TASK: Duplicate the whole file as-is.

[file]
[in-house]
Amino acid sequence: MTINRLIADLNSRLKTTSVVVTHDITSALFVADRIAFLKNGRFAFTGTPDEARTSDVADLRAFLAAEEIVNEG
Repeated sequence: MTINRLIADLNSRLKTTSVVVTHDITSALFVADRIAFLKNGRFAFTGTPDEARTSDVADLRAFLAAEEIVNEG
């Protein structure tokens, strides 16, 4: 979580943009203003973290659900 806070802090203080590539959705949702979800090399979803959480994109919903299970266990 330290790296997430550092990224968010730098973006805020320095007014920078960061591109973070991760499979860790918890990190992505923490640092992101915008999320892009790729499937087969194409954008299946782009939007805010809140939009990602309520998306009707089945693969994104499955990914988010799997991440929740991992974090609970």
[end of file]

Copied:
[in-house]
Amino acid sequence: MTINRLIADLNSRLKTTSVVVTHDITSALFVADRIAFLKNGRFAFTGTPDEARTSDVADLRAFLAAEEIVNEG
Repeated sequence: MTINRLIADLNSRLKTTSVVVTHDITSALFVADRIAFLKNGRFAFTGTPDEARTSDVADLRAFLAAEEIVNEG
């Protein structure tokens, strides 16, 4: 979580943009203003973290659900 806070802090203080590539959705949702979800090399979803959480994109919903299970266990 330290790296997430550092990224968010730098973006805020320095007014920078960061591109973070991760499979860790918890990190992505923490640092992101915008999320892009790729499937087969194409954008299946782009939007805010809140939009990602309520998306009707089945693969994104499955990914988010799997991440929740991992974090609970």